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Tengo Casi 500 Anos: Africa’s Legacy in Mexico, Central and South America

Posted Jul 5 2009

It’s probably safe to say that most people think of Africa’s legacy in the Americas as primarily restricted to the United States and Brazil. As this book shows, this is far from the case.

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It’s probably safe to say that most people think of Africa’s legacy in the Americas as primarily restricted to the United States and Brazil. As this book shows, this is far from the case. Photographer Tony Gleaton captures everyday people in powerful black and white photos, running the gamut of age and covering countries ranging from Mexico to Panama. The pictures are quite powerful and are sure to generate a reaction and curiosity. But Gleaton does not explain nor contextualize his work. As engaging as these image are, they raise more questions than they answer. Thankfully there is some text by others, addressing questions such as why and how certain people have been systematically excluded from written history and the mainstream social fabric of countries despite the obvious fact that they’re here. How is that African Americans have come to dominate discussions of the African diaspora when the majority of Africans brought to the Americas weren’t brought to the U.S.? How is that African American only refers to people from the United States when the Americas encompass dozens of countries? Recorded history has natural bias and reflects who’s perspective is deemed significant, making works such as the book critically important.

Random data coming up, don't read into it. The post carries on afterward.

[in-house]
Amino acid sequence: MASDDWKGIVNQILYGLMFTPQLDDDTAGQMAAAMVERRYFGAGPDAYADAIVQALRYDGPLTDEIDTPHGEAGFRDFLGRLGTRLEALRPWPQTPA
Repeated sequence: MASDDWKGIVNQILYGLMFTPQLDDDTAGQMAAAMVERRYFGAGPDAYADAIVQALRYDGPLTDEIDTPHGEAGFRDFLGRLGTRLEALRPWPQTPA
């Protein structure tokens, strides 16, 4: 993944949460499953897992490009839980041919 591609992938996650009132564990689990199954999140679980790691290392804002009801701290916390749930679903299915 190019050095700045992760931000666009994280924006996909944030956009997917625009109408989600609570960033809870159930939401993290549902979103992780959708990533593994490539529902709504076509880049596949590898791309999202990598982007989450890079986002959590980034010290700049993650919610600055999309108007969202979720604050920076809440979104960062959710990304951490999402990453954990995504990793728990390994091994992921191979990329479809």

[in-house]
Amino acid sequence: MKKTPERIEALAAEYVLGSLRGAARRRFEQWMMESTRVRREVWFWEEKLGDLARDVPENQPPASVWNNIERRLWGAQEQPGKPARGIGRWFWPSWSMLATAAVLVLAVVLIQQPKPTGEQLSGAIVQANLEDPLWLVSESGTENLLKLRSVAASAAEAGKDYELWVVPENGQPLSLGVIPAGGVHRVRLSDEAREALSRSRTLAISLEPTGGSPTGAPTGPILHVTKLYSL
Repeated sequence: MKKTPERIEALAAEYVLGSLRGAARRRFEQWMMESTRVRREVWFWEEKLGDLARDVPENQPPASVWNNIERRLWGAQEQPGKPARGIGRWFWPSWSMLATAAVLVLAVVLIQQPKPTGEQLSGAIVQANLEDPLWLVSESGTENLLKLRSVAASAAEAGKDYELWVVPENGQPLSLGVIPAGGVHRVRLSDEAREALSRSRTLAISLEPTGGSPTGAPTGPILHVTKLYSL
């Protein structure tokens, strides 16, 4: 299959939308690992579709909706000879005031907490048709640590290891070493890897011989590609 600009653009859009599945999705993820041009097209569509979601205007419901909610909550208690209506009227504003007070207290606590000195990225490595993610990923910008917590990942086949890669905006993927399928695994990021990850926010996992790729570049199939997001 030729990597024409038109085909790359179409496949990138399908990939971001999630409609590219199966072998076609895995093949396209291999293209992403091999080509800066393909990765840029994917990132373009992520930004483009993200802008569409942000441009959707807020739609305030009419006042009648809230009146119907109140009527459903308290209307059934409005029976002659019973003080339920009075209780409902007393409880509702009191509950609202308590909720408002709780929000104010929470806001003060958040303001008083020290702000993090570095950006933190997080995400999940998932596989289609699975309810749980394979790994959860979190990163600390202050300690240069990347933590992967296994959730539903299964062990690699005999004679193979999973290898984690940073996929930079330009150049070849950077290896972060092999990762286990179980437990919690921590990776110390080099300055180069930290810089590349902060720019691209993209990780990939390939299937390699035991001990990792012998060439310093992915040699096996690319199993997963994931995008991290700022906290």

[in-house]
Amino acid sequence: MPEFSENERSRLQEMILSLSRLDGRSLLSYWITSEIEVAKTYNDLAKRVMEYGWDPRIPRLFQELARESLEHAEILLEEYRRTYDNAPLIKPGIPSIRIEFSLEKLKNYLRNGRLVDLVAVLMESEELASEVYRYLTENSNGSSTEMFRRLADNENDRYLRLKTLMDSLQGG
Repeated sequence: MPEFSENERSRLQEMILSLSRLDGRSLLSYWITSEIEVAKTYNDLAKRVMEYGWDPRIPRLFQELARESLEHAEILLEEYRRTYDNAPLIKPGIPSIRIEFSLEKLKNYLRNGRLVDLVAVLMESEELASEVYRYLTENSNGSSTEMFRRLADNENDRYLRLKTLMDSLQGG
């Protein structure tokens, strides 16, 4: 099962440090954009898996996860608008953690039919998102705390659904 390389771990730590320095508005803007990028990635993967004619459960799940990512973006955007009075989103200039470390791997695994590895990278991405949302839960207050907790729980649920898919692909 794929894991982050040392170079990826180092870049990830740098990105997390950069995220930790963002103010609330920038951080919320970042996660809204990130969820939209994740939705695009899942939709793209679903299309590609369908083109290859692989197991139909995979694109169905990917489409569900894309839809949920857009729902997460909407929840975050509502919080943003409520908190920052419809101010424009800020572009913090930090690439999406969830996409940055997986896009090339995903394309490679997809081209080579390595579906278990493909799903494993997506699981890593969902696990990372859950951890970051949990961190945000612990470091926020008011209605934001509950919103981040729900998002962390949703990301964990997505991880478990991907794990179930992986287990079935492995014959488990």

Professor Lois Elaine Griffith, who also directs The Nuyorican Poets Café adds a personal tale of traveling with Gleaton to Nacimiento de Los Negros, a town founded by Black Seminoles. While she has obvious respect and love for him, Dr. Griffith doesn’t shy away from his contradictions, as well as her own conflicted
feelings about photographing people. These contradictions make this book even richer, bringing up questions of what’s considered exploitation and the complexities of human interaction as African Americans interacting with Afro Mexicans.

Based on the images alone, this book is a good add to your collection. From an historical perspective, it’s also a must-have, as well as a good entry point in exploring this topic. I myself, own two copies!

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